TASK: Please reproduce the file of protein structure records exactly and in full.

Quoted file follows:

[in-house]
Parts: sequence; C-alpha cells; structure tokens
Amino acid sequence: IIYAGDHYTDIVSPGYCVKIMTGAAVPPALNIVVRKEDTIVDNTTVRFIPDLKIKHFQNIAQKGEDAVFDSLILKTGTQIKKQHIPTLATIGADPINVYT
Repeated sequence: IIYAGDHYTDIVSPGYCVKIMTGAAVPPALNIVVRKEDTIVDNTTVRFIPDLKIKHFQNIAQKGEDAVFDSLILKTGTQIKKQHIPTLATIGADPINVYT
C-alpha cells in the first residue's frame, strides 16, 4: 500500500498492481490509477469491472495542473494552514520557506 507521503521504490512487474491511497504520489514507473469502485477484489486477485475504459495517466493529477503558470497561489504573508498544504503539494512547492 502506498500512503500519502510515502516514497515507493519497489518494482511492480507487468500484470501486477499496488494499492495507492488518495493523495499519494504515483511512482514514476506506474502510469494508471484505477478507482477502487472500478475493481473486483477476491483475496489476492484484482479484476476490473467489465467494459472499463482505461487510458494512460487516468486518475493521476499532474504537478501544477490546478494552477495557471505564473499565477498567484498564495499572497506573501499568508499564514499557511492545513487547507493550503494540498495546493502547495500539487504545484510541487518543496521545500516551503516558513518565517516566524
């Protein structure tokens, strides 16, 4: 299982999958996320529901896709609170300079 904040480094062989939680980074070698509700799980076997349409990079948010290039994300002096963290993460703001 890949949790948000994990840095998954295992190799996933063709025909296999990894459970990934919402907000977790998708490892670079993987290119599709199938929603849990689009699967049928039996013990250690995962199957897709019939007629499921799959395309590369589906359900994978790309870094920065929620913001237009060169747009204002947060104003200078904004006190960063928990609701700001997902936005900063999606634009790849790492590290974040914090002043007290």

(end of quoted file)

[in-house]
Parts: sequence; C-alpha cells; structure tokens
Amino acid sequence: IIYAGDHYTDIVSPGYCVKIMTGAAVPPALNIVVRKEDTIVDNTTVRFIPDLKIKHFQNIAQKGEDAVFDSLILKTGTQIKKQHIPTLATIGADPINVYT
Repeated sequence: IIYAGDHYTDIVSPGYCVKIMTGAAVPPALNIVVRKEDTIVDNTTVRFIPDLKIKHFQNIAQKGEDAVFDSLILKTGTQIKKQHIPTLATIGADPINVYT
C-alpha cells in the first residue's frame, strides 16, 4: 500500500498492481490509477469491472495542473494552514520557506 507521503521504490512487474491511497504520489514507473469502485477484489486477485475504459495517466493529477503558470497561489504573508498544504503539494512547492 502506498500512503500519502510515502516514497515507493519497489518494482511492480507487468500484470501486477499496488494499492495507492488518495493523495499519494504515483511512482514514476506506474502510469494508471484505477478507482477502487472500478475493481473486483477476491483475496489476492484484482479484476476490473467489465467494459472499463482505461487510458494512460487516468486518475493521476499532474504537478501544477490546478494552477495557471505564473499565477498567484498564495499572497506573501499568508499564514499557511492545513487547507493550503494540498495546493502547495500539487504545484510541487518543496521545500516551503516558513518565517516566524
């Protein structure tokens, strides 16, 4: 299982999958996320529901896709609170300079 904040480094062989939680980074070698509700799980076997349409990079948010290039994300002096963290993460703001 890949949790948000994990840095998954295992190799996933063709025909296999990894459970990934919402907000977790998708490892670079993987290119599709199938929603849990689009699967049928039996013990250690995962199957897709019939007629499921799959395309590369589906359900994978790309870094920065929620913001237009060169747009204002947060104003200078904004006190960063928990609701700001997902936005900063999606634009790849790492590290974040914090002043007290």